Chair Manning, Vice Chair Reynolds, Ranking Member Hicks-Hudson, and members of the Senate Judiciary Committee, thank you for the opportunity to provide written proponent testimony on Senate Bill (SB) 101, which would abolish Ohio’s death penalty.

Chair Manning, Vice Chair Reynolds, Ranking Member Hicks-Hudson, and members of the Senate Judiciary Committee, thank you for the opportunity to provide written proponent testimony on Senate Bill (SB) 101, which would abolish Ohio’s death penalty. My name is Sean McCann, and I serve as a Policy Strategist for the American Civil Liberties Union (ACLU) of Ohio.

By now, you all are quite familiar with arguments for and against the death penalty. You have heard death row mirrors our criminal legal system in its stark racial, geographic, and income-based disparities; 11 individuals have been exonerated from death row; Ohio has had five botched executions from 2006-2017; and more recently, about the state’s inability to procure lethal injection drugs.

Capital punishment proponents often argue the death penalty serves as a strong deterrent to violent crime, but this claim does not hold water. In fact, available data would appear to indicate the opposite: states that have the death penalty show consistently higher murder rates, per data from the FBI's Uniform Crime Reports, covering the period from 1990-2019. Moreover, most of Ohio’s 88 counties currently are not represented on death row. Are we to imagine that those counties are somehow more violent than the counties who have sentenced people to death in the last few decades?

In his 2022 Capital Crimes Annual Report, Attorney General Yost, an ardent supporter of the death penalty, called it “a broken system [that] is also enormously expensive,” to the tune of $1 million to $3 million per case per Legislative Service Commission (LSC) estimates. He goes on to recommend that this body either “overhaul the capital punishment system to make it effective, or end it.”

Death penalty defenders will also contend that the death penalty is necessary to deliver justice to the families of murder victims, also known as co-victims. But co-victims like Jonathan Mann, vice chair of Ohioans to Stop Executions, will tell you the exact opposite—that the drawn-out capital case process causes loved ones to be re-traumatized instead of healed.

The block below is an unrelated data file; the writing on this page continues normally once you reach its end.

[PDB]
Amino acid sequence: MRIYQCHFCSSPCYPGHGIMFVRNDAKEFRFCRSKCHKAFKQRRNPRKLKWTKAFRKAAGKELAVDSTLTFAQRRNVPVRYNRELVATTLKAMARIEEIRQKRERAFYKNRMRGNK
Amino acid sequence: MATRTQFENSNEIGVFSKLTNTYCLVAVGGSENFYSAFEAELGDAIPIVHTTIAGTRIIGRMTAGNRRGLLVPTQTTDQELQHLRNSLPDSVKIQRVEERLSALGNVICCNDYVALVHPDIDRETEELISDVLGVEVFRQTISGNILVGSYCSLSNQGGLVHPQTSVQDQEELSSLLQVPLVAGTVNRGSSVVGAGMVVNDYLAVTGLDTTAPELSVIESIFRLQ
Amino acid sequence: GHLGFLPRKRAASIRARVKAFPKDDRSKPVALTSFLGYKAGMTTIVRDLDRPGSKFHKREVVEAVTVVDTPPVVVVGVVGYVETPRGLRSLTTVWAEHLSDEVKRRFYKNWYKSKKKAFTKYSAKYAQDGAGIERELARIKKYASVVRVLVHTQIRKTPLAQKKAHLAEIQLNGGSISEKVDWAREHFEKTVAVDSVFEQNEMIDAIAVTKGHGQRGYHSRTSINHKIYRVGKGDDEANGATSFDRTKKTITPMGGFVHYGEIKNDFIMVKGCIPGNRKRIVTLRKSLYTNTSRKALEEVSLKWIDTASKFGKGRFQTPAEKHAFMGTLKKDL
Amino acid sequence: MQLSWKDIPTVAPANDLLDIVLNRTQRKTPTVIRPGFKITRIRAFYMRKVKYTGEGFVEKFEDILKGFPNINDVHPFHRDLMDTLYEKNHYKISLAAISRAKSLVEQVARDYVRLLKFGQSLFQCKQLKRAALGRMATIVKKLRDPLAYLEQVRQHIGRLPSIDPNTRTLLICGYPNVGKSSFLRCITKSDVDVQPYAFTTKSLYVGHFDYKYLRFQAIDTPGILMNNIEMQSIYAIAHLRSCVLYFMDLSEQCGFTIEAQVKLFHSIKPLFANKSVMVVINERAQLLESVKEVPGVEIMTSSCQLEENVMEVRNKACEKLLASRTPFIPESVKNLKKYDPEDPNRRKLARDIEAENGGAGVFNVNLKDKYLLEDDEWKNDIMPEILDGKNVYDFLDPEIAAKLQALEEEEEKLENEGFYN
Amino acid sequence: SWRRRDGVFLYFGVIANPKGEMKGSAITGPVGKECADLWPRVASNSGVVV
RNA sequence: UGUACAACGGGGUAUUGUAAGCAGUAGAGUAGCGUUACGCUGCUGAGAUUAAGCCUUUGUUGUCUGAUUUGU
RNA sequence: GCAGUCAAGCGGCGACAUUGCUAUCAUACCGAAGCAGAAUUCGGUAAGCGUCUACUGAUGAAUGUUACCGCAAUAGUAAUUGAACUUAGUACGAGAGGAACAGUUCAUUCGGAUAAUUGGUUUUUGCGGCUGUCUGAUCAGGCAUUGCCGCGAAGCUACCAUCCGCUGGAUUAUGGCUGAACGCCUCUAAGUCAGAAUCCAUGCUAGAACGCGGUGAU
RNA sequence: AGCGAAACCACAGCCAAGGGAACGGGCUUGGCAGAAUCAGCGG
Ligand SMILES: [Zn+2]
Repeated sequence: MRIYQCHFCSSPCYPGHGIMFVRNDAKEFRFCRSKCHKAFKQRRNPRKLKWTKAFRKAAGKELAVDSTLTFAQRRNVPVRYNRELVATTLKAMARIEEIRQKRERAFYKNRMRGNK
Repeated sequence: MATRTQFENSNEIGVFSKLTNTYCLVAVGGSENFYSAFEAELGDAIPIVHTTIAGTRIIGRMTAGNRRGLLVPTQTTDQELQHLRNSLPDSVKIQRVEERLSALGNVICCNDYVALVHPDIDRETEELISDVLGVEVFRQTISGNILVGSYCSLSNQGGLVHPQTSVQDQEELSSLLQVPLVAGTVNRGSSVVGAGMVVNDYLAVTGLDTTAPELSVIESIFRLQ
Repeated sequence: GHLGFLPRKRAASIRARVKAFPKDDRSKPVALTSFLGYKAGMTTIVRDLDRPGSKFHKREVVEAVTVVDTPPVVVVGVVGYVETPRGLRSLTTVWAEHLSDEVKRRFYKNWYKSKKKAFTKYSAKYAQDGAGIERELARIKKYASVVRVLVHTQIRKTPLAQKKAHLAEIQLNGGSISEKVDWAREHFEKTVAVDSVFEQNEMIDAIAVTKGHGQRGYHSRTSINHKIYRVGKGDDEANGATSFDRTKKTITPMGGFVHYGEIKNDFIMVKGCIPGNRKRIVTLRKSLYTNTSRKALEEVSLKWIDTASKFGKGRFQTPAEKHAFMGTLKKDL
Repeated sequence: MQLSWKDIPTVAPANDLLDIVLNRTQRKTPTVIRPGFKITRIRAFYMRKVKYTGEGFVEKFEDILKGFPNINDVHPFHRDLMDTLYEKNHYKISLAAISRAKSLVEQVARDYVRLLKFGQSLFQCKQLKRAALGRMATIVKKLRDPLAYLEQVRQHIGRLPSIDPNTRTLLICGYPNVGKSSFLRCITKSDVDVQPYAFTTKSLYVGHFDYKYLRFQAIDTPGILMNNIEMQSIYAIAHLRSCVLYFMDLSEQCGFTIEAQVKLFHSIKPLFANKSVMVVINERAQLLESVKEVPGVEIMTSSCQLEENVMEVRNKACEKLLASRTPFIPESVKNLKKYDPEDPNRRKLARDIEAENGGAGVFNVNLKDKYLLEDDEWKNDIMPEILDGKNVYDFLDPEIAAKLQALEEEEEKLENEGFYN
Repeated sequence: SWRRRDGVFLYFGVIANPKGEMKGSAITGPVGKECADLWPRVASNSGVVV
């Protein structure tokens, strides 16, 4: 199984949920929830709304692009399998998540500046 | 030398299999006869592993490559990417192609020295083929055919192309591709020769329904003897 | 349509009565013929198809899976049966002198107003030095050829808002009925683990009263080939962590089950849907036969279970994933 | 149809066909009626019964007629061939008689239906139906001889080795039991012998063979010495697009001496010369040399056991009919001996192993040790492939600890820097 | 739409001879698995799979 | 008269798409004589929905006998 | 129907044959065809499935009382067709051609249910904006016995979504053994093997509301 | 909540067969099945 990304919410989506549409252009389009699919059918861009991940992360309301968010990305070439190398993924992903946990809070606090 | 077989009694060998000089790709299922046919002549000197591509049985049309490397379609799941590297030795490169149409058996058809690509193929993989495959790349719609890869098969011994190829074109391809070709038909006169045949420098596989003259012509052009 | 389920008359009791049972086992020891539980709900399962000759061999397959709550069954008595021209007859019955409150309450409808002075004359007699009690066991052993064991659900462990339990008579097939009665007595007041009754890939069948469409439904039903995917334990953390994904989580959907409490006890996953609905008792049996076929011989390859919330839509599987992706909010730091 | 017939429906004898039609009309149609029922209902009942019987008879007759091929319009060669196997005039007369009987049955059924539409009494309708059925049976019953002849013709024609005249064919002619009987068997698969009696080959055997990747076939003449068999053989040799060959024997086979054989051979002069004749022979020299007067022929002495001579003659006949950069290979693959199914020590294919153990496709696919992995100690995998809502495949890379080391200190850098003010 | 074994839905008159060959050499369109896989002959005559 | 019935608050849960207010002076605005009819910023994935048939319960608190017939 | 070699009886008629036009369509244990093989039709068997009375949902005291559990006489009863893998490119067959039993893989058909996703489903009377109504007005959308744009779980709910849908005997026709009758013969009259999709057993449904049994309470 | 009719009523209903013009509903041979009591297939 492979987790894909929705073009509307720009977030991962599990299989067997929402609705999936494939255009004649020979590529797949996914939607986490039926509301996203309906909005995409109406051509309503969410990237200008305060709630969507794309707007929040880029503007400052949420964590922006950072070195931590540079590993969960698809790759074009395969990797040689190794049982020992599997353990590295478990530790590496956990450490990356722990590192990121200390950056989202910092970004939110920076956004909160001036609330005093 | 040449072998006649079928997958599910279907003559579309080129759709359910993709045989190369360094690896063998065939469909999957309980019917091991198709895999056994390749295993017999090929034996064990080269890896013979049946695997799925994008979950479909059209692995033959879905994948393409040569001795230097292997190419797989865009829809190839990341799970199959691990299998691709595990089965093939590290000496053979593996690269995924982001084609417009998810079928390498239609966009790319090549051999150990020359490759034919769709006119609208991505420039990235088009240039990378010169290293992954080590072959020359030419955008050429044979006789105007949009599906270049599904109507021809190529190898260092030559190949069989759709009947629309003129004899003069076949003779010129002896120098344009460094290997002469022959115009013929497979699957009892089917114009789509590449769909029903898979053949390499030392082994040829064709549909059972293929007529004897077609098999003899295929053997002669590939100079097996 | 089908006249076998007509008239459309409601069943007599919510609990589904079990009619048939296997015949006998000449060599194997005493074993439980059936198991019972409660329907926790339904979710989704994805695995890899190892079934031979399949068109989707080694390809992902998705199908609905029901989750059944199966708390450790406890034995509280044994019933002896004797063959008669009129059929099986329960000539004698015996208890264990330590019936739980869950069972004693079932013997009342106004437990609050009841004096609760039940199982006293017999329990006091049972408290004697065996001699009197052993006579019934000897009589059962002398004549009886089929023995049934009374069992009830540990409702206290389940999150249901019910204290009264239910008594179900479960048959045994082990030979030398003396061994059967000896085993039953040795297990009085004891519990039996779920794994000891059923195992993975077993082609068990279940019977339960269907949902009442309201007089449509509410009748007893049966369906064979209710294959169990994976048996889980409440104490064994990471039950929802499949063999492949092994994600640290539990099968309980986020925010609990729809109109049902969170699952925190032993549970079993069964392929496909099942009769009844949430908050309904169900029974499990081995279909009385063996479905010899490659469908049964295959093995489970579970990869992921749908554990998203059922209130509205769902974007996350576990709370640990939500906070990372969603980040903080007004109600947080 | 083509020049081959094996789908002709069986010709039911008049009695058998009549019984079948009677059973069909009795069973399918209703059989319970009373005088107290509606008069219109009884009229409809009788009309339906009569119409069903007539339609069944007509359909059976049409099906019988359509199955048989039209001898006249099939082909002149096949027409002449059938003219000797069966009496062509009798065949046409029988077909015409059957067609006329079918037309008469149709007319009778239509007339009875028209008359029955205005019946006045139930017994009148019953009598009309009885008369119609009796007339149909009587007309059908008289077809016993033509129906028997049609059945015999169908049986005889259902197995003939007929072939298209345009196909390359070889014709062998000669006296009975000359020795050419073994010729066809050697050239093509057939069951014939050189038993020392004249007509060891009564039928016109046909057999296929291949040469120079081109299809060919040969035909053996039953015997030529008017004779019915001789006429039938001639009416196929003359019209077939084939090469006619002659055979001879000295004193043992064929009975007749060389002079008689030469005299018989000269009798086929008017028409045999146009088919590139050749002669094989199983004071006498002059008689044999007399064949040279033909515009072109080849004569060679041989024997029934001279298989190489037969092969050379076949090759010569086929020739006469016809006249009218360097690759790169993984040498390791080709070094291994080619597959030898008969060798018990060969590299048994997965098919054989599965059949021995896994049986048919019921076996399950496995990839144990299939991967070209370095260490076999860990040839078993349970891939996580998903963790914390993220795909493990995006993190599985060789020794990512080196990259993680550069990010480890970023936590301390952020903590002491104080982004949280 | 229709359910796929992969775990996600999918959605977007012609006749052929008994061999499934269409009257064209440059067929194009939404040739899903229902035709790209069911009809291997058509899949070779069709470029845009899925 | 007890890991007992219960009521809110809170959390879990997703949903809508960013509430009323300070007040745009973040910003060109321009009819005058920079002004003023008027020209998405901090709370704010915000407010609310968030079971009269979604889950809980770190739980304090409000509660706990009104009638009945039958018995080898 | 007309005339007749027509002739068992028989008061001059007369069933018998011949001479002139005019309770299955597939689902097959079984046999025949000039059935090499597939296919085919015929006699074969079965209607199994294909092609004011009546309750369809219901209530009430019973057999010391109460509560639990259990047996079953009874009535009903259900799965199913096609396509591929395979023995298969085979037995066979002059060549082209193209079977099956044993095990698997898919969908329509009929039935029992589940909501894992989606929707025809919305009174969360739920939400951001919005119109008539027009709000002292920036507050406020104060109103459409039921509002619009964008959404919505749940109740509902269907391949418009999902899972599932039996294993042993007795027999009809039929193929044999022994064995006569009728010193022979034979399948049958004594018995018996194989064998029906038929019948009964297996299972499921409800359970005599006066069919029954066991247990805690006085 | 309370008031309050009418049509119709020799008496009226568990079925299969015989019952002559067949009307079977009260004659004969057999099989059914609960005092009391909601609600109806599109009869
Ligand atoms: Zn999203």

The co-victim community is not a monolith by any means, in terms of how they view the death penalty. Regardless of how they feel about it, though, the fact remains that financial resources for co-victims remain incredibly scarce, all while the state wastes an exorbitant amount of money on its broken system meant to provide justice.

Given this lengthy litany of issues (which other proponents will describe in greater detail), it is impossible to see how such an irreparably flawed policy can be made “effective.” The only remaining answer is Attorney General Yost’s second suggestion: to end this unjust, racist, inhumane practice entirely.

Since the reinstatement of Ohio’s capital punishment statute in 1981, the ACLU of Ohio has advocated for its abolition. Today, we are joined by a broad coalition of partners across the ideological and political spectrum (including over one-third of this chamber), co-victims, faith leaders, former corrections officials, and so many others. We hope you will join them by supporting SB 101 and finally abolishing Ohio’s death penalty.